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BTC: We report, you decide


 

As noted below, the Prime Minister stood for his last answer today with some interesting news. “The other option, of course, that Ontario and Quebec do not seem to like would be the option of imposing carbon taxes and I can assure everyone when I was in Europe last week, nobody wants that either.”

I’m not much of an economist (never mind an environmentalist or social scientist), so far be it from me to comment directly on the accuracy of the Prime Minister’s assessment. I can though—indeed some meddlesome media ethicists might argue I have a responsibility to—acknowledge what others of more knowledge and schooling have said. So here goes.

The helpfully named Carbon Tax Center points to Finland, some 18 years ago, as the first country to legislate a carbon tax. Sweden apparently followed suit a year later and Britain has since enacted a “climate change levy.”

A 2004 paper out of Berkeley, linked to by the CTC, says “carbon taxes have been introduced in Denmark,  Sweden, Norway, Finland, Italy, the Netherlands, and the United Kingdom,” while “broader energy taxes” were in place in Germany, Austria and Belgium.

This Wikipedia entry, meanwhile, puts the adherents at Sweden, Finland, the Netherlands, Norway, Italy and the UK. And, for whatever it’s worth, this AFP dispatch of some months ago has Nicolas Sarkozy endorsing a carbon tax for France.

At last report, all of the above countries were still part of Europe. And several of them have even been visited by our Prime Minister.

(In other news, in a scrum after QP today, John Baird vowed that the “first draft” of his government’s regulations should be available by the fall of 2009.)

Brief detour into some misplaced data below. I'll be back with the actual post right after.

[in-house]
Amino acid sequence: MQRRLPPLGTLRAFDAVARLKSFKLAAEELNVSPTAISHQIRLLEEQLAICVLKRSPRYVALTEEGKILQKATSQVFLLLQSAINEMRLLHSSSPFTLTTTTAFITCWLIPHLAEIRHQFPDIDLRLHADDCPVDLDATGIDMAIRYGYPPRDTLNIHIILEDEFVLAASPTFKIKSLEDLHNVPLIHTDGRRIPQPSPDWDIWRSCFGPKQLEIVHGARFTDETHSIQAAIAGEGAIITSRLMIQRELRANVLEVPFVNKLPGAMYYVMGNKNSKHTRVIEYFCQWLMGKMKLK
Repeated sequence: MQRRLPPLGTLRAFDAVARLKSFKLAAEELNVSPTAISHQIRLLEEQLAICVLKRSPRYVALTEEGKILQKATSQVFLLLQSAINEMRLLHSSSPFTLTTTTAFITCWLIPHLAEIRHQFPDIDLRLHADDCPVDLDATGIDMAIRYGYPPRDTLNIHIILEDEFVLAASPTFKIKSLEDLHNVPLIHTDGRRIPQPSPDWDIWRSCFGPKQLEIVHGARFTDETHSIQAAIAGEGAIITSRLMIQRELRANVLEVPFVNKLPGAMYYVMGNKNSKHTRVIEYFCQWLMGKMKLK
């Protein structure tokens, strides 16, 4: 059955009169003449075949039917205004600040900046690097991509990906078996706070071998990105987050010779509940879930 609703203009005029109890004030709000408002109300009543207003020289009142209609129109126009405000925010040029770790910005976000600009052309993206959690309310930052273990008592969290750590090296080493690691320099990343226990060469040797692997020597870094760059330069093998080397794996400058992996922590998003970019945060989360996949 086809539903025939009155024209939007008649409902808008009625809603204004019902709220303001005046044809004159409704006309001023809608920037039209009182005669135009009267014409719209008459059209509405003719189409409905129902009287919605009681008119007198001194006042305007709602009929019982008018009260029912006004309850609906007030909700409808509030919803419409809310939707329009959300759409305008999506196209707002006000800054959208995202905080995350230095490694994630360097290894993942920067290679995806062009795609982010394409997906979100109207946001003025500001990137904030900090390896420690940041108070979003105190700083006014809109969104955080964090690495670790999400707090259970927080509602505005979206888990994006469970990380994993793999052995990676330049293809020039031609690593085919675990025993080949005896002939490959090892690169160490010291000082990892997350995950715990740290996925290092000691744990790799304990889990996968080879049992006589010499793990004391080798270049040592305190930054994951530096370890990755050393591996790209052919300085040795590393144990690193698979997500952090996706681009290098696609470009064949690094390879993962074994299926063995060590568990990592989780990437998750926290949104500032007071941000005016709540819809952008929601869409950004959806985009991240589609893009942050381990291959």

BTC: We report, you decide

  1. I was watching Mr. Real Action himself, Environment Minister John Baird today on Don Newman’s show. He said that “the rubber will really hit the road” as of Januuary 1st 2010 in regards to the Conservative’s “Turning the Corner Plan”. Mr. Baird also let us know by showing us the size of the binder containing said plan, that “it’s heavy, it’s weighty”. He sure is a kick, that John Baird.

  2. And of course there is the wildly unpopular Gordon Campbell who announced a carbon tax, and has seen his popularity plummet (plummet means increase, right?)

  3. This post is accurate but incomplete. Every European “carbon” or “CO2” tax that is in place to day was introduced prior to 2000. With the benefit of being able to consider the experiences of the nations that introduced carbon/CO2 taxes between 1990 and 1999, the rest of Europe did not elect to follow. Most notably, per capita fossil fuel consumption and energy-related GHGs have increased faster in all but one of the carbon/CO2-taxing nations thatin the non-CO2-taxing nations. Manufacturing job losses have been greater in the carbon/CO2-taxing nations than in the non-CO2-taxing nations. Danish and German home-owners currently pay over CAD$0.30/kWh for electricity, before delivery charges, but their national electricity grids are still at least 2 times more GHG intensive than Canada’s. I certainly do not intend to suggest that carbon/CO2 taxation has lead to GHG increases. But no one can consider the facts and suggest that it has led to GHG decreases.

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